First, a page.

Figure 9.11 Environmentally controlled variation in radial increment in two trees from Fiby urskog, near Uppsala, Sweden. Annual rings of the mature spruce Picea abies show a marked increase in width immediately after the great storm of 1795. It appears that the tree was favoured by storm gaps torn in the forest canopy at this time. The fallen Scots pine Pinus sylvestris was only 3.9 m high and its roots were superficial, being developed in a mat of humus and vegetation (including lichens) overlying solid granite. Stem diameter where the trunk was bored (10 cm above ground) was only 6.5 cm, yet the increment core had over 80 annual rings, some of them paper-thin. (From Packham and Harding, 1982. Ecology of Woodland Processes. Edward Arnold.)

Figure 9.12 Dwarf spruce Picea abies which was considerably less than the 1.3 m height from which age increment cores are usually taken. Tree rings taken at ground level showed that this dwarf tree from Fiby urskog, Sweden had an age of at least 43 years. Note the prominent lateral branches and weak leading shoot. Dwarf trees beneath heavy shade retain a wonderful latent vitality. When growing on a suitable substrate they change their form and grow rapidly upwards if a canopy gap appears. (Photograph by Roland Moberg. From Packham et al., 1992. Functional Ecology of Woodlands and Forests. Chapman and Hall, fig. 3.3. With kind permission of Springer Science and Business Media.)

Figure 9.12 Dwarf spruce Picea abies which was considerably less than the 1.3 m height from which age increment cores are usually taken. Tree rings taken at ground level showed that this dwarf tree from Fiby urskog, Sweden had an age of at least 43 years. Note the prominent lateral branches and weak leading shoot. Dwarf trees beneath heavy shade retain a wonderful latent vitality. When growing on a suitable substrate they change their form and grow rapidly upwards if a canopy gap appears. (Photograph by Roland Moberg. From Packham et al., 1992. Functional Ecology of Woodlands and Forests. Chapman and Hall, fig. 3.3. With kind permission of Springer Science and Business Media.)

urskog ranged from 9-3000 m2 and 98% of the total gap area consisted of gaps less than 250 m2 in area. Most gaps resulted from the fall of a tree or a small group of trees, but the area of such gaps tended to increase with time. Unlike Scots pine and deciduous trees, Norway spruce regenerated in small gaps here. Tree diversity was maintained by gap enlargement and the occasional formation of large gaps.

At the opposite extreme is mass tree mortality. The wind storm that hit northern France on 26-27 December 1999 has the dubious distinction of reaching the Guinness Book of Records as the largest number of trees 'destroyed in a storm' when 270 million trees were felled or broken. Other dramatic storm effects can lead to mangrove peat collapse as at Bay Islands, Honduras, after Hurricane Mitch in October 1998 (Cahoon et al., 2003). In some Caribbean mangrove forests on oceanic islands, soil development primarily occurs by the formation of peat derived from mangrove roots, since a continental source of sediment is absent. The continued stability, and even existence, of such forests depends upon the production of thick mangrove peat at a rate considerably greater than loss of elevation due to decomposition of organic matter, for the forest has to maintain itself in the face of local sea-level rise. Powerful storms are known to have caused mass mortality of mangrove forests in the Caribbean and south-west Florida over a prolonged period, but recent study involving detailed measurements of elevation, accretion and root production has actually demonstrated the validity of the concept of mangrove peat collapse put forward in the past.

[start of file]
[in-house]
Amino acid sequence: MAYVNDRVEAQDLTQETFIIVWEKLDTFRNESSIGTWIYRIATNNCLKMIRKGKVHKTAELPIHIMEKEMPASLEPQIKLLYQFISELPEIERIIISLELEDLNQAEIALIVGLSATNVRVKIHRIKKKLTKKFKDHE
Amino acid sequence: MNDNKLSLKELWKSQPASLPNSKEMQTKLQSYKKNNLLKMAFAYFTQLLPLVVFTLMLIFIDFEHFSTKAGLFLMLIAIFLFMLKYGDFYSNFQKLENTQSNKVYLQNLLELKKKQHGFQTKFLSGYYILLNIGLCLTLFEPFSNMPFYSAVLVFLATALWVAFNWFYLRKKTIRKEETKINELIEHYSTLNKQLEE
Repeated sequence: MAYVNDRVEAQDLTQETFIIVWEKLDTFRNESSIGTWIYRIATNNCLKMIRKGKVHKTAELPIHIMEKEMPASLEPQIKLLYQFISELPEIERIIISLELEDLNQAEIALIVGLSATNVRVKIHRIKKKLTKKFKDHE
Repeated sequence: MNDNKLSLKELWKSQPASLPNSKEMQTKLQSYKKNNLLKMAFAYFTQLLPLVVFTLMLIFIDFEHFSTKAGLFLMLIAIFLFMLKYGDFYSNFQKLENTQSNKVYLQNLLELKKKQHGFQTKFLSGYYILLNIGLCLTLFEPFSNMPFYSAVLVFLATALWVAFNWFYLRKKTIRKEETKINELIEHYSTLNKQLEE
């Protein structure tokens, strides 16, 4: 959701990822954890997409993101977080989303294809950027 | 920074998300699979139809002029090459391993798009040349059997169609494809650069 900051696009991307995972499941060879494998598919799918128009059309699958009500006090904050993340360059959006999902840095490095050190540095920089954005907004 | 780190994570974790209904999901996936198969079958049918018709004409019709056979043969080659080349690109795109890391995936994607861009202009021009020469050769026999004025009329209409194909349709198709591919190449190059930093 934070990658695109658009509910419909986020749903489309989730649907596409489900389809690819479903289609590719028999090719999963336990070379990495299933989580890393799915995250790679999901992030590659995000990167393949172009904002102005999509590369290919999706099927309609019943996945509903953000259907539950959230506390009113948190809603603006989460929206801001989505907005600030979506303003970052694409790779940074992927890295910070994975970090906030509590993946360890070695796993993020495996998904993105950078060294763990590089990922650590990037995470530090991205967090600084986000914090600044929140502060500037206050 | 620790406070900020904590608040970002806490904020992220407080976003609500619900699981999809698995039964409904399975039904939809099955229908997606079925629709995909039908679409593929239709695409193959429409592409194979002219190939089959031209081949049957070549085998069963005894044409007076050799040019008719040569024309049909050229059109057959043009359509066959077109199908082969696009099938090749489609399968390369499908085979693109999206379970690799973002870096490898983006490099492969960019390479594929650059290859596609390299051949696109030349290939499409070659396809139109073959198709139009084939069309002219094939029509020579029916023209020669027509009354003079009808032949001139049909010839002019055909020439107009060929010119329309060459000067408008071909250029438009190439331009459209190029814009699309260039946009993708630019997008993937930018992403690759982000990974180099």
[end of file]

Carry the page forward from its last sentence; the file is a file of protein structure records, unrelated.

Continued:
Low-, medium- and high-wind impact sites were investigated on the two most oceanic of the Bay islands. The impact of Hurricane Mitch was particularly great in Mangrove Bight, Guanaja, causing virtually complete mortality across all tree diameter classes in most places. Trunks of adult red mangroves Rhizophora mangle were broken and adult black mangrove Avicennia germinans trunks were uprooted. Of the 311 ha of mangrove forests possessed by the island only 3% survived. The mangroves of Roatan, where wind impact was low to medium, were much less severely affected. Here the dominant species were red and black mangrove, with some white mangroves Laguncularia racemosa and scattered individuals of buttonwood Conocarpus erectus. Most of the mangroves survived the strong winds and tidal inundation caused by Hurricane Mitch, but considerable areas of black mangrove forest on the north shore were killed by defoliation and toppling of the trees. When mangroves are killed peat collapse is likely to continue for some years. Recovery is made more precarious by the fact that successful seedlings cannot develop if the substrate level is at too low an elevation.